Taplin v. Multnomah County Health Services et al
Opinion and Order. Given the undisputed facts of record, no genuine issue of material fact precludes summary judgment on Taplin's claims of deliberate indifference to his serious medical needs. For the reasons explained above, defendants' Motion for Summary Judgment 56 is GRANTED. Signed on 09/29/2017 by Judge Ann L. Aiken. (copy mailed to plaintiff) (jw)
UNITED STATES DISTRICT COURT
DISTRICT OF OREGON
DANTE LAMON TAPLIN,
Case No. 3:15-cv-01937-AA
OPINION AND ORDER
MULTNOMAH COUNTY HEAL TH
SERVICES, DR. OLE ERSSON,
MULTNOMAH COUNTY SHERIFF'S
OFFICE, UNITED STA TES MARSHALL
SERVICE, DAVE BROWN,
AIKEN, District Judge:
Plaintiff Dante Taplin, an inmate formerly in the custody of Multnomah County and
appearing pro se, brings suit under 42 U.S.C. § 1983 against defendants Multnomah County
Health Department (MCHD), Dr. Ole Ersson, and the Multnomah County Sheriff's Office.
Taplin alleges that defendants violated his Fourteenth Amendment rights by refusing to provide
adequate medical treatment for his chronic ankle condition. Taplin seeks compensatory damages
and injunctive relief requiring defendants to provide ankle surgery.
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Defendants now move for summary judgment on all claims under Federal Rule of Civil
Procedure 56. For the reasons set forth below, defendants' motion is granted.
In 2014, Taplin was housed at the Multnomah County Inverness Jail (MCIJ) while in the
custody of the U.S. Marshal and awaiting federal charges. First Seale Deel. at 3 (ECF No. 57).
On May 8, 2014, Taplin sustained a right ankle injury playing basketball. According to his
medical records and self-reports, Taplin has had a history of ankle injuries and resulting
instability for several years. Id. at 3, 5 & Ex. 1 at 1-7, 17, 24.
After Taplin's injury on May 8, 2014, MCHD staff ordered an x-ray which showed
evidence of chronic injuries and an avulsion fracture, with symptoms and treatment similar to
those associated with an ankle sprain. Id. at 4 & Ex. 1 at 8-10.
On May 9, 2014, Dr. Ersson wrote to Taplin and stated, "Your foot xray is normal. Your
ankle xray showed a small avulsion fracture on the inside of the ankle. This is like a bad sprain
as no large bones are broken. Avoid weight bearing for a few days. I am scheduling an
appointment to discuss this." Id. at 4 & Ex. 1 at 12; Ersson Deel. at 2. Dr. Ersson ordered Taplin
to be placed on a lower bunk in a lower tier, extra blankets for elevation, and a wheelchair for
several days to be followed by crutches. First Seale Deel. at 4 & Ex. 1 at 11, Ersson Deel. at 2.
On May 13, 2014, Taplin had additional x-rays of his ankle, which showed findings
similar to those observed on May 8, 2014. First Seale Deel. at 4 & Ex. 1 at 15.
On May 14, 2014, Physician Assistant (PA) Brook Holter examined Taplin. Seale Deel.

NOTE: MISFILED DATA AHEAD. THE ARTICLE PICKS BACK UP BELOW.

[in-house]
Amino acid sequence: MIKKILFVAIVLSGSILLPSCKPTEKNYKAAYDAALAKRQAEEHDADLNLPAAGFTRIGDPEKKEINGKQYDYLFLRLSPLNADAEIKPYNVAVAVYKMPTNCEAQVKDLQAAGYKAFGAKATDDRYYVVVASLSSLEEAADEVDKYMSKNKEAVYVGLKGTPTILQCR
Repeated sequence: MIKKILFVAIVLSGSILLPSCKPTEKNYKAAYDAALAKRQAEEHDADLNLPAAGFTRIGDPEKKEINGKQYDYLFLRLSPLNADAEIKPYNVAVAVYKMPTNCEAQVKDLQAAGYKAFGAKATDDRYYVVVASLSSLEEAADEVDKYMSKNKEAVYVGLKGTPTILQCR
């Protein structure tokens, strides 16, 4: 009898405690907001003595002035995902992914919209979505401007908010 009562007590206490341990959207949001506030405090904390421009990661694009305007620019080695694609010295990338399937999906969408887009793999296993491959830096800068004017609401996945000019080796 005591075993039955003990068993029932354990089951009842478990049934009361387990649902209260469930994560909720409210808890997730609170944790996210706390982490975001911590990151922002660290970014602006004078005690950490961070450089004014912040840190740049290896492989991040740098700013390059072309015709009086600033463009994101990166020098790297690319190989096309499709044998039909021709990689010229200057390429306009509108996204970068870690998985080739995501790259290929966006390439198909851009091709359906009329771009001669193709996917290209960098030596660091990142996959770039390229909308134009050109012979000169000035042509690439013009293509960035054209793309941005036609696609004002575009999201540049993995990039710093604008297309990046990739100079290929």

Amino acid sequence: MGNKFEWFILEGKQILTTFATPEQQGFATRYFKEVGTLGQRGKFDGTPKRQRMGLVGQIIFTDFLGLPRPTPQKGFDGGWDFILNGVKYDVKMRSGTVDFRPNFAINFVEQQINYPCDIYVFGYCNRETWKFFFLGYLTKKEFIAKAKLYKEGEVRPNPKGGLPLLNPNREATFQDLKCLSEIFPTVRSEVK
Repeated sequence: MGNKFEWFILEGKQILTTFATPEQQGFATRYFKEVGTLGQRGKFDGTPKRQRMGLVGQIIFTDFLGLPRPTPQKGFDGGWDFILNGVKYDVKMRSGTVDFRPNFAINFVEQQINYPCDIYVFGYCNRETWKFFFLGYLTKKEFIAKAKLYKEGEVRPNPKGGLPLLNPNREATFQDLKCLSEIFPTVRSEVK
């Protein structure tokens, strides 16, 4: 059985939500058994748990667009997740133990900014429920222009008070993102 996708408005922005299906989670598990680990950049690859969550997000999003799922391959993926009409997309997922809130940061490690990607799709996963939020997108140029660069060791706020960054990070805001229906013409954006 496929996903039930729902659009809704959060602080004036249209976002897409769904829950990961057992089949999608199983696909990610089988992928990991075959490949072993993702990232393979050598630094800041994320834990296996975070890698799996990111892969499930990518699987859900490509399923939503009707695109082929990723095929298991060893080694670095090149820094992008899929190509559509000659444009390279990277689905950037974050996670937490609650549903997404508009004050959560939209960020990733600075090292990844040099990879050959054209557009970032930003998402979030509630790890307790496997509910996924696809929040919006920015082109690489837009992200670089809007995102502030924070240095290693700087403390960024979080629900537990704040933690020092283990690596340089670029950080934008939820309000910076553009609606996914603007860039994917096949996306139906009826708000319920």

at 5; Holter Deel. at 2. Holter ordered a CT scan, copies of Taplin' s prior x-rays for comparison,
and a cane for Taplin to use. Holter Deel. at 2. Holter sought the CT scan to further evaluate
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Taplin's ankle and assess the possibility of a talar bone collapse. Id. Holter also ordered a cane
for Taplin's use and a follow-up appointment. Id.; First Seale Deel. at 5 & Ex. 1 at 14.
On May 27, 2014, Taplin had another x-ray of his ankle. The next day, Taplin was
transported to Portland Adventist hospital for the CT scan. First Seale Deel. at 5. The reviewing
physician found the May 27 x-rays consistent with Taplin's x-rays from May 8 and 13. Id. & Ex.
1 at 18-19. The reviewing physician at Portland Adventist found the CT scan compatible with
"old" injuries and mild degeneration and not suggestive of avascular necrosis or collapse of the
talar bone. Id. at 6 & Ex. 1 at 20.
On May 28, 2017, Holter reviewed Taplin's most recent x-rays and also found them
consistent with his previous x-rays. Holter Deel. at 2.
On June 4, 2017, Holter reviewed Taplin's CT scan. Holter noted that the scan indicated
a possible osteochondral lesion in the tibia, and not the talus, "which would not cause a talar
bone collapse." Id. Although such an injury "can heal on its own," Holter recommended referral
to an orthopedic specialist. Id. Dr. Ersson ordered the referral, pending approval by the U.S.
Marshals Service. First Seale Deel. at 6 & Ex. 1 at 14.
On July 17, 2014, Taplin was seen by Dr. Ersson, who prescribed a walking boot and a
cane. Id. at 6 & Ex. 1 at 22. Taplin complained about the efficacy of his pain medication, and Dr.
Ersson prescribed Flexeril, a muscle relaxant. Ersson Deel. at 3.
On June 30, 2014, the U.S. Marshals Service approved Taplin's referral to an outside
specialist for evaluation. First Seale Deel. at 6-7 & Ex. 1 at 21.
On September 11, 2014, Taplin was seen by Dr. Tomczak, a foot and ankle specialist at